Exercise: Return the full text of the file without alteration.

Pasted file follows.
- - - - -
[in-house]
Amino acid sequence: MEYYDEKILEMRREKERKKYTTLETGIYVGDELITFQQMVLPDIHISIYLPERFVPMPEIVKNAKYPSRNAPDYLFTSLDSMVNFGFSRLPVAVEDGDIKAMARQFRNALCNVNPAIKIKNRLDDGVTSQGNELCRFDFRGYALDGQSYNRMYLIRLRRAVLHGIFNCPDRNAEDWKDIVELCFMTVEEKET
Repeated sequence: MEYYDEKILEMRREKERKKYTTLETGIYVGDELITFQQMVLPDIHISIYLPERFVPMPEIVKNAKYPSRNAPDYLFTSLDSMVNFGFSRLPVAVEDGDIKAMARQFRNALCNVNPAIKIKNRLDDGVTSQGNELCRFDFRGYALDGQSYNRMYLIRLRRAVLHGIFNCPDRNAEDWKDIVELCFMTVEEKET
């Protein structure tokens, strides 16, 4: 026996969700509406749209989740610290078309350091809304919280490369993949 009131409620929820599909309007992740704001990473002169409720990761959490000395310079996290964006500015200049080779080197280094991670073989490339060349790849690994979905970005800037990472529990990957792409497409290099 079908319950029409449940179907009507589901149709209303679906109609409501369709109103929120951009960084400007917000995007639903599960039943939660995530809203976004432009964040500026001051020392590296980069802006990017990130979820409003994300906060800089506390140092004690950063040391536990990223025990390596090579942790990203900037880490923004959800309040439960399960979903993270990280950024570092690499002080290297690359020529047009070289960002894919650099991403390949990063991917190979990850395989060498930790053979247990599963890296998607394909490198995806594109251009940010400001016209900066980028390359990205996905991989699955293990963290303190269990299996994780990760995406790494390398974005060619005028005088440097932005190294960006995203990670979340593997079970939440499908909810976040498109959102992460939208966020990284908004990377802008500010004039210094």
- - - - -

[in-house]
Amino acid sequence: MEYYDEKILEMRREKERKKYTTLETGIYVGDELITFQQMVLPDIHISIYLPERFVPMPEIVKNAKYPSRNAPDYLFTSLDSMVNFGFSRLPVAVEDGDIKAMARQFRNALCNVNPAIKIKNRLDDGVTSQGNELCRFDFRGYALDGQSYNRMYLIRLRRAVLHGIFNCPDRNAEDWKDIVELCFMTVEEKET
Repeated sequence: MEYYDEKILEMRREKERKKYTTLETGIYVGDELITFQQMVLPDIHISIYLPERFVPMPEIVKNAKYPSRNAPDYLFTSLDSMVNFGFSRLPVAVEDGDIKAMARQFRNALCNVNPAIKIKNRLDDGVTSQGNELCRFDFRGYALDGQSYNRMYLIRLRRAVLHGIFNCPDRNAEDWKDIVELCFMTVEEKET
């Protein structure tokens, strides 16, 4: 026996969700509406749209989740610290078309350091809304919280490369993949 009131409620929820599909309007992740704001990473002169409720990761959490000395310079996290964006500015200049080779080197280094991670073989490339060349790849690994979905970005800037990472529990990957792409497409290099 079908319950029409449940179907009507589901149709209303679906109609409501369709109103929120951009960084400007917000995007639903599960039943939660995530809203976004432009964040500026001051020392590296980069802006990017990130979820409003994300906060800089506390140092004690950063040391536990990223025990390596090579942790990203900037880490923004959800309040439960399960979903993270990280950024570092690499002080290297690359020529047009070289960002894919650099991403390949990063991917190979990850395989060498930790053979247990599963890296998607394909490198995806594109251009940010400001016209900066980028390359990205996905991989699955293990963290303190269990299996994780990760995406790494390398974005060619005028005088440097932005190294960006995203990670979340593997079970939440499908909810976040498109959102992460939208966020990284908004990377802008500010004039210094």